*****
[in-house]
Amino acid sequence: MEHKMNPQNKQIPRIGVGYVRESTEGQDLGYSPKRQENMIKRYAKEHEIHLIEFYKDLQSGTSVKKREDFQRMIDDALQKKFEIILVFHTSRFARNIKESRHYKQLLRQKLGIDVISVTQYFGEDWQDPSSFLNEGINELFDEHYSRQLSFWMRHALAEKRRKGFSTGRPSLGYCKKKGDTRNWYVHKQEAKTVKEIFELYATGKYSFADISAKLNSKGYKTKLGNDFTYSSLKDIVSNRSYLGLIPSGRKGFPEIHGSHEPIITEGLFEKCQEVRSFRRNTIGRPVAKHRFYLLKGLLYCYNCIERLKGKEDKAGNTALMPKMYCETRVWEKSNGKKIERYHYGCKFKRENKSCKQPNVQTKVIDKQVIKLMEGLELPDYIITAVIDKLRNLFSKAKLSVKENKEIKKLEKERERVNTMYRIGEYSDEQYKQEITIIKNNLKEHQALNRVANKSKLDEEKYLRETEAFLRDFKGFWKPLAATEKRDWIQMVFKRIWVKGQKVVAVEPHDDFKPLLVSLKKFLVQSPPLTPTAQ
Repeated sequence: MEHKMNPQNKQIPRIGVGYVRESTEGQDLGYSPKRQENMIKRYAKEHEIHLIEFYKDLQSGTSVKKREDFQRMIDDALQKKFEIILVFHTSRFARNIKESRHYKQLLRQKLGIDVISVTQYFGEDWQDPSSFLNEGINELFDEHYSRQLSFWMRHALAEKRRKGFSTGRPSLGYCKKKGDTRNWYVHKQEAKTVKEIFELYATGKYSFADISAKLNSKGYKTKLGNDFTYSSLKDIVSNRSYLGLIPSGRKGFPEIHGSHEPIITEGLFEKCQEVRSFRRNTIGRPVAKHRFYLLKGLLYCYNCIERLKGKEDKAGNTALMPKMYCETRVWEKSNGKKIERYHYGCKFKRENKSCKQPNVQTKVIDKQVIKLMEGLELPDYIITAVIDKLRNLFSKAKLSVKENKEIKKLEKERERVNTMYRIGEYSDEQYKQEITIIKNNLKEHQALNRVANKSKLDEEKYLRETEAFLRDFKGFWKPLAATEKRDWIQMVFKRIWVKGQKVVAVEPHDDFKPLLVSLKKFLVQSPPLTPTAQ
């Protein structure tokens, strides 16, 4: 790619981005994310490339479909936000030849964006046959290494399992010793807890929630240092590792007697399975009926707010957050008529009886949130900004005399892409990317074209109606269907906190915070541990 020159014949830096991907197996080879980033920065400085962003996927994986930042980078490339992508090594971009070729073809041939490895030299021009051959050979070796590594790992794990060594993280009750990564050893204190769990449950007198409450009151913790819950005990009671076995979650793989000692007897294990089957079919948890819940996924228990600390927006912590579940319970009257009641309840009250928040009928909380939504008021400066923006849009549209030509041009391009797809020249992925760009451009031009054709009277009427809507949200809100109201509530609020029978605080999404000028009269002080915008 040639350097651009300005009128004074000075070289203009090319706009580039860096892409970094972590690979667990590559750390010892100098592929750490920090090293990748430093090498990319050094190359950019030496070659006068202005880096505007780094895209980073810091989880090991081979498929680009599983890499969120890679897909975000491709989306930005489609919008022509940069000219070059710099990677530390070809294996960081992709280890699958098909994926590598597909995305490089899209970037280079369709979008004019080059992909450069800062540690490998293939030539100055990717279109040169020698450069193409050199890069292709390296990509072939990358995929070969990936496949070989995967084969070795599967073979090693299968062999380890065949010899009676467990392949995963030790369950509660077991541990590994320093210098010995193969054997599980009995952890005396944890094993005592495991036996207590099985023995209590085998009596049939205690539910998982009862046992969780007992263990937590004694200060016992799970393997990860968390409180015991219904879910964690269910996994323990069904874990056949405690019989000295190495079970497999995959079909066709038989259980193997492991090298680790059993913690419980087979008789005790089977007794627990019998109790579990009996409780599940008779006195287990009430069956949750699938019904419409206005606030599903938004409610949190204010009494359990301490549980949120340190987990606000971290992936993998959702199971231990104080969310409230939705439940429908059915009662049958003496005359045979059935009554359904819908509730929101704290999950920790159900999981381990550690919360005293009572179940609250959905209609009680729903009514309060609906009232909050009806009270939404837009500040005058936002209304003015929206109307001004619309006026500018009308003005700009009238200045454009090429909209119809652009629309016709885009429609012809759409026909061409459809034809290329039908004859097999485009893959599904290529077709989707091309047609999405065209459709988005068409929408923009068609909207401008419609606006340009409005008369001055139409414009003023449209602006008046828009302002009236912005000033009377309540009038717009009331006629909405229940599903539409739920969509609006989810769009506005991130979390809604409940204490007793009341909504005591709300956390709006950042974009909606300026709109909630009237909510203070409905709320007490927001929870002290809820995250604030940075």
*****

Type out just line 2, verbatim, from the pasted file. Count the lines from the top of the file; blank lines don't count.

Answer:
Amino acid sequence: MEHKMNPQNKQIPRIGVGYVRESTEGQDLGYSPKRQENMIKRYAKEHEIHLIEFYKDLQSGTSVKKREDFQRMIDDALQKKFEIILVFHTSRFARNIKESRHYKQLLRQKLGIDVISVTQYFGEDWQDPSSFLNEGINELFDEHYSRQLSFWMRHALAEKRRKGFSTGRPSLGYCKKKGDTRNWYVHKQEAKTVKEIFELYATGKYSFADISAKLNSKGYKTKLGNDFTYSSLKDIVSNRSYLGLIPSGRKGFPEIHGSHEPIITEGLFEKCQEVRSFRRNTIGRPVAKHRFYLLKGLLYCYNCIERLKGKEDKAGNTALMPKMYCETRVWEKSNGKKIERYHYGCKFKRENKSCKQPNVQTKVIDKQVIKLMEGLELPDYIITAVIDKLRNLFSKAKLSVKENKEIKKLEKERERVNTMYRIGEYSDEQYKQEITIIKNNLKEHQALNRVANKSKLDEEKYLRETEAFLRDFKGFWKPLAATEKRDWIQMVFKRIWVKGQKVVAVEPHDDFKPLLVSLKKFLVQSPPLTPTAQ